A much quoted and well-loved example of product placement comes from the Spielberg classic; E.T., a film that gave me one of my earlier cinematic experiences and a fondness for Reese’s Pieces (candy product) that am yet to outgrow! The intelligent use of the brand that became famous as ‘alien candy’, both through the film and the tie up with the brand’s advertising campaign, allowed the brand to catapult to success, leaving M&Ms, the brand which was originally approached (but declined), in tears! Whilst this was fantastic at the time, and may still work well today, it is the very least level of sophistication we need to be aiming for locally. Our current times allow us to up the ante to a different level and move towards integrating content and making it part of the storytelling narrative.

The fact is that films often, and to varying degrees, imitate life. If we are surrounded by brands in the real world, it would be silly to assume that characters would not be. It is natural to see brands appear on screen; a Starbucks logo, a FedEx van or even a can of Coke – what is disruptive is when you hear the voice of the brand rather than the voice of the filmmaker. A classic example of how to nauseate an audience comes from the film Mac and Me... panned by critics and audiences alike as, “a thinly-veiled feature length commercial for McDonald’s and Coca-Cola” (Rotten Tomatoes). This is clearly an example of the brand telling the story rather than the filmmaker. Whether this was intentional or not, is a different story.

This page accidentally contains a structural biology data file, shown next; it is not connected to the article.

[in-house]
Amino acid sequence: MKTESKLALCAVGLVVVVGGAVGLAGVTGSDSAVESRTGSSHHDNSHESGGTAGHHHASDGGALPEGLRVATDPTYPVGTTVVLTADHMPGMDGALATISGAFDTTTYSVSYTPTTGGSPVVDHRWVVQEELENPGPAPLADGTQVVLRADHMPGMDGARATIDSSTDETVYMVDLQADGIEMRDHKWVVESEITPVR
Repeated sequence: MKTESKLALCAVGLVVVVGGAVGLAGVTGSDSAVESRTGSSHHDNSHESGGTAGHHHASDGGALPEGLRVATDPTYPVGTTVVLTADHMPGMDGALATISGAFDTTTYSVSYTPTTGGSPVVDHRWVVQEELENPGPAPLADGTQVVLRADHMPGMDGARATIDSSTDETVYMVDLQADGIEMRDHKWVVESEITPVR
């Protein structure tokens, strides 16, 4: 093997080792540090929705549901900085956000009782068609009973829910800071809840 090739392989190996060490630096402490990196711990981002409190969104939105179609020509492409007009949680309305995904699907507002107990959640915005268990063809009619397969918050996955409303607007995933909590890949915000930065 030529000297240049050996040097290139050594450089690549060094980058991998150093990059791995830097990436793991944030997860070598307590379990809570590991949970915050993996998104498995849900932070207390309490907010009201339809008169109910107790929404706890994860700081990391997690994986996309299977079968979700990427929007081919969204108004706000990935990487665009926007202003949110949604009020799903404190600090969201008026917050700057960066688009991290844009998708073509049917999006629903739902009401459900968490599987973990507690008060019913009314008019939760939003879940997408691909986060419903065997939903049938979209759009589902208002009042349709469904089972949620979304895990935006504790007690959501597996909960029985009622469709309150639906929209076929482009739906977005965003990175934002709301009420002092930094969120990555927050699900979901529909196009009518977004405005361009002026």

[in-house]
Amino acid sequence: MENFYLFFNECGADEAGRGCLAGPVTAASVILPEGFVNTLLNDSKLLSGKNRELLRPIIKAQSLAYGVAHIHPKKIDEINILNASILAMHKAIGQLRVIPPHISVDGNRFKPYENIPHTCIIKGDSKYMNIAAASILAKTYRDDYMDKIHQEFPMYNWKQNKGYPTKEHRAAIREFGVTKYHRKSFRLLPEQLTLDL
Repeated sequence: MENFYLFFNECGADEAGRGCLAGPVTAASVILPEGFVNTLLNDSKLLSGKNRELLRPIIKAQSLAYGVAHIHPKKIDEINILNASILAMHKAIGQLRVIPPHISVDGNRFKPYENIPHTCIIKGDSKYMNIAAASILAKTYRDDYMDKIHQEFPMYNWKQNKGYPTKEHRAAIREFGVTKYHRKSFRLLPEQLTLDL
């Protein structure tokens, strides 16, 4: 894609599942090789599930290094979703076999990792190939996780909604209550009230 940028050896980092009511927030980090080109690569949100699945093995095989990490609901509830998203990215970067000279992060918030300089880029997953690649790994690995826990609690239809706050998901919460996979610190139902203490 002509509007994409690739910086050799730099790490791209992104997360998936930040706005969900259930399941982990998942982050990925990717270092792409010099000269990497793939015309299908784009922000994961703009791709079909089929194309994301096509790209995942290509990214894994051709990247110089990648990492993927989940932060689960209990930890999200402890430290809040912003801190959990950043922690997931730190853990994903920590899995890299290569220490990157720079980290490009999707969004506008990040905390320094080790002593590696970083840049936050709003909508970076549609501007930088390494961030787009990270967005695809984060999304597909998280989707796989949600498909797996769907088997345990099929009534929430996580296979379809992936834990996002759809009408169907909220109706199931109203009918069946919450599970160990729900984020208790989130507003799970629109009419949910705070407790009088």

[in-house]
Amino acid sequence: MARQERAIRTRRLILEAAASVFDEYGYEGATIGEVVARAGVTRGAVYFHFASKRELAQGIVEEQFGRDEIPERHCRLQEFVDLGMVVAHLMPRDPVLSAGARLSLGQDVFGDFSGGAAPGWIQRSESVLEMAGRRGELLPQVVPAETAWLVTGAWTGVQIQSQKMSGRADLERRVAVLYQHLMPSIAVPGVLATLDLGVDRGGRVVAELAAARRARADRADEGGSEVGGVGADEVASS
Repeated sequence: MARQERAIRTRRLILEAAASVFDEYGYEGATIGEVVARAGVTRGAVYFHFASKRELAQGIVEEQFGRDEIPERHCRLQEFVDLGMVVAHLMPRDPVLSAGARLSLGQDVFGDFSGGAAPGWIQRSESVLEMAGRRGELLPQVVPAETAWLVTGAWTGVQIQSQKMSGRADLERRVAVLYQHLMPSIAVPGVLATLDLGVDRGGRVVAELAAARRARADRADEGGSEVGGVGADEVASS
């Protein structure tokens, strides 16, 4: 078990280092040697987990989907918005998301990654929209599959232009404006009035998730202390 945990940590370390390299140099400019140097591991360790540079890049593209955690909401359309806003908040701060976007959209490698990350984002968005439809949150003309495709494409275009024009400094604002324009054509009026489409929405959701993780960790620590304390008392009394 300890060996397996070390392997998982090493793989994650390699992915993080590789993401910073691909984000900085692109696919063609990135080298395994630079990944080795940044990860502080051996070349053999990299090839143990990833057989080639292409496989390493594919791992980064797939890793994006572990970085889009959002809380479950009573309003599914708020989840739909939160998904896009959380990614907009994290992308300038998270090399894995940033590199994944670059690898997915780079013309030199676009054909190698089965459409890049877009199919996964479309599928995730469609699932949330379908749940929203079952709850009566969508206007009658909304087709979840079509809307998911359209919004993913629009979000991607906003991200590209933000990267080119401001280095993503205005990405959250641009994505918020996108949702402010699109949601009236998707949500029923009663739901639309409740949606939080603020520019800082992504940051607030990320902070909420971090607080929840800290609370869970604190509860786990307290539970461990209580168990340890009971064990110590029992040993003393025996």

So then, how does one strike gold? By making your product central to the story; the instrument that moves the narrative forward. And here begins the true challenge: the magic, art and science of seamlessly meshing branded content into films. You’ve Got Mail and its partnership with AOL is a great example of how the brand integrated its offering directly into the script. The brand’s service and the novelty of the technology was so inspiring to the writer, Nora Ephron, that she wanted to leverage this new high-tech way of meeting people into her storyline, turning AOL into almost a ‘character’ that became a tri-tagonist, essential to driving the narrative forward. She even agreed to modify the film’s title from You Have Mail to AOL’s signature You’ve Got Mail.